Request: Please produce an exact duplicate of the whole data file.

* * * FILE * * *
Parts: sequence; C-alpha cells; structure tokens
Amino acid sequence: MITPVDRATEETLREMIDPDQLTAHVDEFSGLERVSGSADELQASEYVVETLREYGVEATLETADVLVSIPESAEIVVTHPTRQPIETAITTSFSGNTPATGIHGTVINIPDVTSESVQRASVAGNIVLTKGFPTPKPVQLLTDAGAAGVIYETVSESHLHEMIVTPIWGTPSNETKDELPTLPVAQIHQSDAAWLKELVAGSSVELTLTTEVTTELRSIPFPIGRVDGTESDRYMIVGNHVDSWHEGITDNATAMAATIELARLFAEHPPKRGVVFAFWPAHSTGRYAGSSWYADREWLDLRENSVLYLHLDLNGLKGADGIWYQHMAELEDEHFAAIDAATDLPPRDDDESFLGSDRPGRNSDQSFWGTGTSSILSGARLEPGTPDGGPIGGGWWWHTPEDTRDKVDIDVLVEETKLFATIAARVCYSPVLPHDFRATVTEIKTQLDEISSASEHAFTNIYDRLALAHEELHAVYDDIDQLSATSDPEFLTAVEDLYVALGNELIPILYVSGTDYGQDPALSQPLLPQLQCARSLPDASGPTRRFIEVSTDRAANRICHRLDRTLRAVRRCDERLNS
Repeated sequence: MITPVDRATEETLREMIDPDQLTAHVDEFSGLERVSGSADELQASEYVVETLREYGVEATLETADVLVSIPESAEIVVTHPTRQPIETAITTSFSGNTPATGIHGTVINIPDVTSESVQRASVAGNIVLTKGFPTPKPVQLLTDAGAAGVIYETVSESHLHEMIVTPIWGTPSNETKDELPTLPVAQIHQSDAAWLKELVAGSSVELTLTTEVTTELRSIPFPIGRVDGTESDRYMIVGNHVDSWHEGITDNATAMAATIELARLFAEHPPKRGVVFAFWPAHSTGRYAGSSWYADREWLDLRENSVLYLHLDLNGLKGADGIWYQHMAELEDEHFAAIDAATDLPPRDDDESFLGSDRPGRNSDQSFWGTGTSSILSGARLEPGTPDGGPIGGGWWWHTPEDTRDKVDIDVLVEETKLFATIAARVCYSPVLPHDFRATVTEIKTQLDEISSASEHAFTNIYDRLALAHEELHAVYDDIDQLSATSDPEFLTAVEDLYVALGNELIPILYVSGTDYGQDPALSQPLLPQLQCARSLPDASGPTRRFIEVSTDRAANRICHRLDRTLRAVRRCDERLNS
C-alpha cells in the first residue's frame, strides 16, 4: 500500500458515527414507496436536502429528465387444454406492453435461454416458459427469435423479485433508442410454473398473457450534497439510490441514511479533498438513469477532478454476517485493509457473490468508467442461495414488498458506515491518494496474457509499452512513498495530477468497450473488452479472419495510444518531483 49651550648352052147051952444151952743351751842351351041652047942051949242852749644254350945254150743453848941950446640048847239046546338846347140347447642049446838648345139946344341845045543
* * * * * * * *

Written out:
Parts: sequence; C-alpha cells; structure tokens
Amino acid sequence: MITPVDRATEETLREMIDPDQLTAHVDEFSGLERVSGSADELQASEYVVETLREYGVEATLETADVLVSIPESAEIVVTHPTRQPIETAITTSFSGNTPATGIHGTVINIPDVTSESVQRASVAGNIVLTKGFPTPKPVQLLTDAGAAGVIYETVSESHLHEMIVTPIWGTPSNETKDELPTLPVAQIHQSDAAWLKELVAGSSVELTLTTEVTTELRSIPFPIGRVDGTESDRYMIVGNHVDSWHEGITDNATAMAATIELARLFAEHPPKRGVVFAFWPAHSTGRYAGSSWYADREWLDLRENSVLYLHLDLNGLKGADGIWYQHMAELEDEHFAAIDAATDLPPRDDDESFLGSDRPGRNSDQSFWGTGTSSILSGARLEPGTPDGGPIGGGWWWHTPEDTRDKVDIDVLVEETKLFATIAARVCYSPVLPHDFRATVTEIKTQLDEISSASEHAFTNIYDRLALAHEELHAVYDDIDQLSATSDPEFLTAVEDLYVALGNELIPILYVSGTDYGQDPALSQPLLPQLQCARSLPDASGPTRRFIEVSTDRAANRICHRLDRTLRAVRRCDERLNS
Repeated sequence: MITPVDRATEETLREMIDPDQLTAHVDEFSGLERVSGSADELQASEYVVETLREYGVEATLETADVLVSIPESAEIVVTHPTRQPIETAITTSFSGNTPATGIHGTVINIPDVTSESVQRASVAGNIVLTKGFPTPKPVQLLTDAGAAGVIYETVSESHLHEMIVTPIWGTPSNETKDELPTLPVAQIHQSDAAWLKELVAGSSVELTLTTEVTTELRSIPFPIGRVDGTESDRYMIVGNHVDSWHEGITDNATAMAATIELARLFAEHPPKRGVVFAFWPAHSTGRYAGSSWYADREWLDLRENSVLYLHLDLNGLKGADGIWYQHMAELEDEHFAAIDAATDLPPRDDDESFLGSDRPGRNSDQSFWGTGTSSILSGARLEPGTPDGGPIGGGWWWHTPEDTRDKVDIDVLVEETKLFATIAARVCYSPVLPHDFRATVTEIKTQLDEISSASEHAFTNIYDRLALAHEELHAVYDDIDQLSATSDPEFLTAVEDLYVALGNELIPILYVSGTDYGQDPALSQPLLPQLQCARSLPDASGPTRRFIEVSTDRAANRICHRLDRTLRAVRRCDERLNS
C-alpha cells in the first residue's frame, strides 16, 4: 500500500458515527414507496436536502429528465387444454406492453435461454416458459427469435423479485433508442410454473398473457450534497439510490441514511479533498438513469477532478454476517485493509457473490468508467442461495414488498458506515491518494496474457509499452512513498495530477468497450473488452479472419495510444518531483 49651550648352052147051952444151952743351751842351351041652047942051949242852749644254350945254150743453848941950446640048847239046546338846347140347447642049446838648345139946344341845045543